Last week I was at the Mosquito Control Association of Australia (MCAA) conference in Tweed Heads, presenting an update on the Atlas of Environmental Health – specifically focused on the new work we are doing with the Department of Health and Human Services in Victoria.
They sure do get large mossies in NSW…
I have been to quite a few of the MCAA events, starting at the 2014 conference in Mandurah where I presented on what we were planning to do with the Atlas, and then again in 2016 at Surfer’s Paradise, where I provided an update. My attendance at this year’s one kept to my usual MCAA pattern, namely to attend a solid day of the conference to learn more about the work that people using the Atlas do, and to also do another update on the Atlas itself!
My update seemed to be well received – at least there were a few nice tweets about it (check out the #mcaa2018 hashtag for the full conference overview), and I had a few chats to people before and after my presentation. It’s always a challenge being in the last session stream of a conference, but there was a lot to be seen on that last day – there were drone demonstrations, a range of really interesting presentations, and I think I saw a hangover or two from the dinner the night before, as well.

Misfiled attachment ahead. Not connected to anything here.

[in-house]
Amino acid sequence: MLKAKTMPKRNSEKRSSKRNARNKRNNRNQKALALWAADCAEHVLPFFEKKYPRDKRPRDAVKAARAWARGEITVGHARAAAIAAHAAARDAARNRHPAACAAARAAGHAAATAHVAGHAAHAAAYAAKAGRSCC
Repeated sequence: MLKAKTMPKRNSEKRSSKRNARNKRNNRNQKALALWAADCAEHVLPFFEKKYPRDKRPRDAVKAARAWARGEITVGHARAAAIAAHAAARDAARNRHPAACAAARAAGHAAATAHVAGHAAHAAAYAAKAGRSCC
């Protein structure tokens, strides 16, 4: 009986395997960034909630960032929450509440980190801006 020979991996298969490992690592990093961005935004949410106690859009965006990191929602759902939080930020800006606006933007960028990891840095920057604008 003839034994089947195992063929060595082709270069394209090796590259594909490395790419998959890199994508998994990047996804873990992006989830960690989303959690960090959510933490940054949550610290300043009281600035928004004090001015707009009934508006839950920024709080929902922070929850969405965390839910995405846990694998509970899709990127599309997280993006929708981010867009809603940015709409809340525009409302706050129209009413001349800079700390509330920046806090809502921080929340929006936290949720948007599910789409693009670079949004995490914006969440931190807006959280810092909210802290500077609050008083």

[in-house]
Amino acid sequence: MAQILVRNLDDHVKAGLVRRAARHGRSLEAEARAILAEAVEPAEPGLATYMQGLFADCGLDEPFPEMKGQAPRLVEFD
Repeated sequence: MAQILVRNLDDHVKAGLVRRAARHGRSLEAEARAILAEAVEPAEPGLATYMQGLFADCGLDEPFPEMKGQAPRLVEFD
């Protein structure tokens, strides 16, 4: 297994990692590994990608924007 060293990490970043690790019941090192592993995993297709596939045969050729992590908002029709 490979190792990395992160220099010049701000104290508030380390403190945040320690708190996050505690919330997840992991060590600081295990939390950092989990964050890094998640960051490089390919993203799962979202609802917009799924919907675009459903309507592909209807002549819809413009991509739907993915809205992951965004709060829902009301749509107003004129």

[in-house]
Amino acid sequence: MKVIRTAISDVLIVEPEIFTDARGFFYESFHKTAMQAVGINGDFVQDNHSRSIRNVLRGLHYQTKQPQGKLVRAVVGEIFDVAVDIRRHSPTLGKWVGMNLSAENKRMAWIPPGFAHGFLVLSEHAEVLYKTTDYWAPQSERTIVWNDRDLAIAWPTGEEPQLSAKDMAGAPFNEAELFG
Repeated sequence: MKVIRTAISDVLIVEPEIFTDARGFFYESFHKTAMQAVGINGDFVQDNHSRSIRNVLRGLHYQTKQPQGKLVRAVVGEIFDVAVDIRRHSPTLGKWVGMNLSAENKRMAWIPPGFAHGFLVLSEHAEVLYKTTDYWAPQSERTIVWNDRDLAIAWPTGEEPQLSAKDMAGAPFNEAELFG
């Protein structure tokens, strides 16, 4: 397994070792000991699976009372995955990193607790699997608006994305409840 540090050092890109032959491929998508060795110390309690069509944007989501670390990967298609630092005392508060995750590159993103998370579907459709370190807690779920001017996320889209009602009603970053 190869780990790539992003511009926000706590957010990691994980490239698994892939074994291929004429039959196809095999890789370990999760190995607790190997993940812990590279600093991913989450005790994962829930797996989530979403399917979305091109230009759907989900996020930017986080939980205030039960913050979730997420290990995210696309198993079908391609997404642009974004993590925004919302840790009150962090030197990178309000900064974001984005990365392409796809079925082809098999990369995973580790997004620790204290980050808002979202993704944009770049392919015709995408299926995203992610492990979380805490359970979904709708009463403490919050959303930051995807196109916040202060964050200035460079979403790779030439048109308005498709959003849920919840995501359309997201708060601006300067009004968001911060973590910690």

This year’s presentation (via Slideshare)
In my talk, I finished up with some really important success stories, and none more so than “Barry”. “Barry” is one of the Victorian local government Environmental Health Officers, and he’s one of the people that’s making the Atlas a better piece of software, via his calls to us directly – he tells us what works, what doesn’t and what he’s having problems with – and that really helps us a lot when we’re trying to diagnose things. We all decided when I was talking through this that we’d much rather have a “Barry” who calls frequently, with the good and the bad, than no calls at all. So I will definitely be trying to get that #belikebarry hashtag going in the near future!
In the meantime, we’re working on a few new things with the Department of Health and Human Services, including loading a lot of historical information into the Atlas, creating linkages so that their PowerBI implementation can work directly with the data in the Atlas, and a whole new app component around ground surveillance – which is certainly the bit that interested a lot of people. Certainly, working in this area with the Atlas has given us a whole bunch of new ways to make a positive outcome to the environment through the use of technology – something that makes the flights, driving, and all that time away from home very much worth it!
The Atlas will continue to be updated and developed over the near future so we can expect a few more updates from Chris and the team who are working on it. In the meantime, if you’d like to know more about the Atlas, then feel free to contact me via email, or start a conversation with us via Facebook, Twitter or LinkedIn.